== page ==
Background: Previous studies reported altered autonomic nervous system (ANS) responses in irritable bowel syndrome (IBS) at baseline and to colonic balloon distension. This study examined heart rate variability (HRV) and plasma catecholamines as an index of ANS responsiveness in IBS during flexible sigmoidoscopy (FS) and explored associations of HRV with clinical measures.
Methods: Rome III-positive IBS patients and healthy controls completed questionnaires measuring gastrointestinal and psychological symptoms. Heart rate variability measures were calculated using electrocardiogram (ECG) data at rest and during FS. Plasma catecholamines were measured before and after the FS. Linear mixed effects models were used to compare HRV with IBS status and IBS duration across six time points. Significance was assessed at the 0.05 level.
Key results: Thirty-six IBS patients (53% F, mean age 37.89) and 31 controls (58% F, mean age 37.26) participated. After adjusting for age, sex, body mass index, and current anxiety symptoms, IBS patients had a non-significant lower cardiovagal tone (P = 0.436) and higher cardiosympathetic balance (P = 0.316) at rest. During FS, controls showed a transient increase in cardiosympathetic balance and decrease in cardiovagal tone. However, IBS patients had significantly less cardiosympathetic and cardiovagal responsiveness both leading up to (P = 0.003, P = 0.005) and following (P = 0.001) this stimulus. Those with longer duration of disease had less cardiosympathetic (P = 0.014) and cardiovagal (P = 0.009) responsiveness than those with shorter duration. No differences in catecholamines between IBS and controls were found.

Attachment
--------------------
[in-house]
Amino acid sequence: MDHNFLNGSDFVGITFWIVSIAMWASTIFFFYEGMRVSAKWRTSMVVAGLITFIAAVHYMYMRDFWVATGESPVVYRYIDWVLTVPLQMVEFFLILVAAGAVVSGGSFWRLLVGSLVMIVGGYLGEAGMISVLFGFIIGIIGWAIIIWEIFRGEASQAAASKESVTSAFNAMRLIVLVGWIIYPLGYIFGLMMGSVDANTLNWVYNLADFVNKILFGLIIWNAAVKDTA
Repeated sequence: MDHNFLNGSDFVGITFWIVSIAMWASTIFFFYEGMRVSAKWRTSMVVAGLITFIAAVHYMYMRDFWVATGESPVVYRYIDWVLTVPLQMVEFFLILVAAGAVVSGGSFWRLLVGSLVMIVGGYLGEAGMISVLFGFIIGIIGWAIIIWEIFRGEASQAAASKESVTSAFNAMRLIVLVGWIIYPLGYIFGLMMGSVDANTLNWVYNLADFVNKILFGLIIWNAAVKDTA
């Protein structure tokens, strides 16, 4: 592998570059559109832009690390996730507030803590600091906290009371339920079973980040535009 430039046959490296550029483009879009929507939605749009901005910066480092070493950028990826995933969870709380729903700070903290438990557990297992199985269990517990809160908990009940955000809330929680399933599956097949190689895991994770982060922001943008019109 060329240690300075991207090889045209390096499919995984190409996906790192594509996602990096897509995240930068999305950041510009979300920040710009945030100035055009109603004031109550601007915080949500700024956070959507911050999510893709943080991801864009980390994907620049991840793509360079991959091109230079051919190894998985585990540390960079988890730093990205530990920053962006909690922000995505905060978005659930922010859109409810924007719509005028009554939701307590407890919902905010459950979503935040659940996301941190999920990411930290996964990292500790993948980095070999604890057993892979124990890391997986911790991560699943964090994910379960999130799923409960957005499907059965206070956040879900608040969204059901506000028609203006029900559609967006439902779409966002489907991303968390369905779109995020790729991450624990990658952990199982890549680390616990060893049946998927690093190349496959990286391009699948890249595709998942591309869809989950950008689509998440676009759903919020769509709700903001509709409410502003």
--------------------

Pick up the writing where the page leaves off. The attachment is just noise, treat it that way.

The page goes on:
Conclusions & inferences: Irritable bowel syndrome demonstrated dysregulated ANS responses to a visceral stressor which could be related to disease duration. Therefore, autonomic dysregulation is an objective physiologic correlate of IBS.
Keywords: autonomic dysregulation; autonomic nervous system; blunting; duration of disease; heart rate variability; irritable bowel syndrome; physiologic correlate; plasma catecholamines; somatic stressor; visceral stressor.
© 2013 John Wiley & Sons Ltd.